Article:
Reference
1 *Geisert et al. Transfecting neurons and glia in the rat using pH sensitive immunoliposomes. Neuroscience Letters vol. 184 pp. 40 43, 1995.
2Geisert et al. Transfecting neurons and glia in the rat using pH-sensitive immunoliposomes. Neuroscience Letters vol. 184 pp. 40-43, 1995.
3 *Milner et al. Selecting effective antisense reagents on combinatorial oligonucleotide arrays. Nature Biotechnology vol. 15 pp. 537 541, 1997.
4Milner et al. Selecting effective antisense reagents on combinatorial oligonucleotide arrays. Nature Biotechnology vol. 15 pp. 537-541, 1997.
5 *Neckers et al. Antisense technology: biological utility and practical considerations. Am. J. Physiol. vol. 265 pp.L1 L12, 1993.
6Neckers et al. Antisense technology: biological utility and practical considerations. Am. J. Physiol. vol. 265 pp.L1-L12, 1993.
7 *Orkin et al. Report and recommendations of the panel to assess the NIH investment in research on gene therapy. Pp. 1 41, 1995.
8Orkin et al. Report and recommendations of the panel to assess the NIH investment in research on gene therapy. Pp. 1-41, 1995.
Referenced by
Citing PatentFiling datePublication dateApplicantTitle
US6200758Feb 19, 1999Mar 13, 2001New York State Office Of Mental HealthDetecting a psychological disorders; obtain biopsies, detect nucleotide sequence variation, presence of variation indicates psychological disorders
US6306831 *Sep 10, 1998Oct 23, 2001Qik Technologies, Inc.Transplacental delivery of oligonucleotides
US6576218 *Oct 18, 2001Jun 10, 2003Quantitative Informational Knockout TechnologyTransplacental delivery of oligonucleotides
US6649345Dec 12, 2000Nov 18, 2003New York State Office Of Mental HealthPhenylalanine hydroxylase gene variants, and amino acid and pterin homeostasis, in the definition, detection, treatment and prevention of psychotic, mood and personality disorders
US7109169 *Jun 30, 2003Sep 19, 2006Hobai Ion AResults in correction of cellular calcium handling and enhancement of cardiac contractility to healthy levels. This method can be used for treatment of acute heart failure, cardiogenic shock and congestive heart failure.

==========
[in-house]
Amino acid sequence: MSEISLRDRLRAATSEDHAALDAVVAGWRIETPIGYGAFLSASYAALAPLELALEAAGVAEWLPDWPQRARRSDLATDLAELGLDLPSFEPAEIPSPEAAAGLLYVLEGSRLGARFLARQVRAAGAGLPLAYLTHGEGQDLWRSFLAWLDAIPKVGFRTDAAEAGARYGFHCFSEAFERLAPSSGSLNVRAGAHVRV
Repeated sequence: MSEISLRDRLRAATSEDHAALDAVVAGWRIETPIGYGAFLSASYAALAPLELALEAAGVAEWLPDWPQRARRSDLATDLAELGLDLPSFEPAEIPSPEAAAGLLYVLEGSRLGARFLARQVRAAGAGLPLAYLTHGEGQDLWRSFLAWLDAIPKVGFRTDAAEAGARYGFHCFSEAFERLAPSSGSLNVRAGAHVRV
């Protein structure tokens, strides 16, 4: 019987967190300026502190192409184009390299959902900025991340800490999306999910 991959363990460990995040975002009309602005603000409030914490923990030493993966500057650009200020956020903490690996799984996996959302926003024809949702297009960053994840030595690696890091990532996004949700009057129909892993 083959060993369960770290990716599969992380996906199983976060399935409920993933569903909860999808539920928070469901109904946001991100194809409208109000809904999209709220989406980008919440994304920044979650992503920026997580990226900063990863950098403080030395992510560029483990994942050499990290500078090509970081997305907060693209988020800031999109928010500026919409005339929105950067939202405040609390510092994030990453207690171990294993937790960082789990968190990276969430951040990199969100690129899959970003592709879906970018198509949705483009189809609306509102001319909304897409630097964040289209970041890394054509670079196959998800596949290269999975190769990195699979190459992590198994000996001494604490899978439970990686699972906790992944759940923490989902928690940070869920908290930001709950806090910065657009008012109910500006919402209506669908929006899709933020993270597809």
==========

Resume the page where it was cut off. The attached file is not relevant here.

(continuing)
US7572883May 15, 2006Aug 11, 2009Societe De Conseils De Recherches Et D'applications Scientifiques, S.A.S.Somatostatin-dopamine chimeric analogs
US7579435 *Jun 7, 2002Aug 25, 2009Societe De Conseils De Recherches Et D'applications Scientifiques, S.A.S.biodrugs for treatment of lung cancer, glioma, anorexia, hypothyroidism, hyperaldosteronism, H. pylori proliferation, acromegaly, restenosis, Crohn's disease, systemic sclerosis, external and internal pancreatic pseudocysts and ascites
US7803529 *Sep 14, 1999Sep 28, 2010Sequenom, Inc.Hybridizing the nucleic acids which represent complementary or homologous sequences of the target to an array of nucleic acid probes with a single-stranded portion having a variable region; molecular weight determined by mass spectrometry; target sequence determined from fragment molecular weights
US8178651Jun 22, 2009May 15, 2012Ipsen Pharma, S.A.S.Somatostatin-dopamine chimeric analogs
US8324386Oct 7, 2009Dec 4, 2012Ipsen Pharma S.A.S.Somatostatin-dopamine chimeric analogs
WO2000049160A1 *Feb 17, 2000Aug 24, 2000New York State Office Of MentaPhenylalanine hydroxylase gene variants, and amino acid and pterin homeostasis, in the definition, detection, treatment and prevention of psychotic, mood and personality disorders
WO2008136790A1May 2, 2007Nov 13, 2008Merial LtdDna plasmids having improved expression and stability
Classifications
U.S. Classification435/320.1, 536/23.72, 536/23.7, 536/23.5, 536/24.1, 530/387.1, 428/402.2, 536/24.5
International ClassificationA61P25/00, A61K38/00, C12N15/12, C12N15/113
Cooperative ClassificationC12N2310/111, C12N15/1138, A61K38/00, C12N2310/315
European ClassificationC12N15/113E
Legal Events
DateCodeEventDescription
Apr 3, 2012FPExpired due to failure to pay maintenance fee
Effective date: 20120215
Feb 15, 2012LAPSLapse for failure to pay maintenance fees
Sep 26, 2011REMIMaintenance fee reminder mailed
Feb 15, 2008SULPSurcharge for late payment
Year of fee payment: 7
Feb 15, 2008FPAYFee payment
Year of fee payment: 8
Aug 27, 2007REMIMaintenance fee reminder mailed
Jul 29, 2003FPAYFee payment
Year of fee payment: 4
Jul 7, 1997ASAssignment
Owner name: ALLEGHENY UNIVERSITY OF THE HEALTH SCIENCES, PENNS
Free format text: ASSIGNMENT OF ASSIGNORS INTEREST;ASSIGNOR:WEISS, BENJAMINE;REEL/FRAME:008651/0784
Effective date: 19970328